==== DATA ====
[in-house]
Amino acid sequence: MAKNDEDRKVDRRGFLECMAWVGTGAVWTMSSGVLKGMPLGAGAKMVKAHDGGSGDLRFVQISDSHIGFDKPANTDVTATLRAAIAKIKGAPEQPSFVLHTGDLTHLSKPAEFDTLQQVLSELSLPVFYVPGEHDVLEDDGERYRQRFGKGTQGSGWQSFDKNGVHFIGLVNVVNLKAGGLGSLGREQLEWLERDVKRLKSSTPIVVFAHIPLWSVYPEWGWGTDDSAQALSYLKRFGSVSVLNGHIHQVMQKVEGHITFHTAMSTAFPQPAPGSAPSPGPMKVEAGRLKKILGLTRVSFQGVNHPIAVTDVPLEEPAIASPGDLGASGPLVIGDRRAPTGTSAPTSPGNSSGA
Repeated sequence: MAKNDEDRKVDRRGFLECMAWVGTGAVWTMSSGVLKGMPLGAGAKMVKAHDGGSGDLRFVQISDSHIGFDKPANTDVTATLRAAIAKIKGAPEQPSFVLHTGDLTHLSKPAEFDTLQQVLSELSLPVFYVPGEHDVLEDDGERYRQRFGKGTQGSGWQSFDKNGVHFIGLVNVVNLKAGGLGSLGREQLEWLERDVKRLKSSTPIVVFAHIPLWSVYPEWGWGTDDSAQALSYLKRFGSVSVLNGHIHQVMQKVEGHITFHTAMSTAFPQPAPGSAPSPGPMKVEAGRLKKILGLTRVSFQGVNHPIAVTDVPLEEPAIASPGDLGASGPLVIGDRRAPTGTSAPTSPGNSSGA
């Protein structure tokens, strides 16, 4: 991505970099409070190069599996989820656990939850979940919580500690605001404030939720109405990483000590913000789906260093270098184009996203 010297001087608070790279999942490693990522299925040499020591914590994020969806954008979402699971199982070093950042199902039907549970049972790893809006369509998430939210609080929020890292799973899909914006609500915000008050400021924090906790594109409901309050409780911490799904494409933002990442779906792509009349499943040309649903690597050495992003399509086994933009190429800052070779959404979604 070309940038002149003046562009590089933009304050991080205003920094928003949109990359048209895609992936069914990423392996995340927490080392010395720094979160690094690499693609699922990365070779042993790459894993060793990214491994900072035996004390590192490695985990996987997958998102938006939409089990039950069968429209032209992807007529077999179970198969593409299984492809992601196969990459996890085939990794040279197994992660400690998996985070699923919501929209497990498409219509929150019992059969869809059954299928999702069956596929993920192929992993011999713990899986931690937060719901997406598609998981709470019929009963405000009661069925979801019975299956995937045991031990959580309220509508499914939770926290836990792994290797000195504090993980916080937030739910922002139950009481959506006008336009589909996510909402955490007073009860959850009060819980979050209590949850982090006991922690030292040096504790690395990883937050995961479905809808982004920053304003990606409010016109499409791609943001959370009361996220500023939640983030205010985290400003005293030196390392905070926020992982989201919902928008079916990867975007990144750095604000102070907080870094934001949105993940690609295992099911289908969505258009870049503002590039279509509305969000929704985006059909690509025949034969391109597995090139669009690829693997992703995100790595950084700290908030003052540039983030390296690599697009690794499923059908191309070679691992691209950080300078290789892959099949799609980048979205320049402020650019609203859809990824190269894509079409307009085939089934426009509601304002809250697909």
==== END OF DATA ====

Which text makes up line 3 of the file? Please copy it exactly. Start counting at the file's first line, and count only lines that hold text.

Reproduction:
Repeated sequence: MAKNDEDRKVDRRGFLECMAWVGTGAVWTMSSGVLKGMPLGAGAKMVKAHDGGSGDLRFVQISDSHIGFDKPANTDVTATLRAAIAKIKGAPEQPSFVLHTGDLTHLSKPAEFDTLQQVLSELSLPVFYVPGEHDVLEDDGERYRQRFGKGTQGSGWQSFDKNGVHFIGLVNVVNLKAGGLGSLGREQLEWLERDVKRLKSSTPIVVFAHIPLWSVYPEWGWGTDDSAQALSYLKRFGSVSVLNGHIHQVMQKVEGHITFHTAMSTAFPQPAPGSAPSPGPMKVEAGRLKKILGLTRVSFQGVNHPIAVTDVPLEEPAIASPGDLGASGPLVIGDRRAPTGTSAPTSPGNSSGA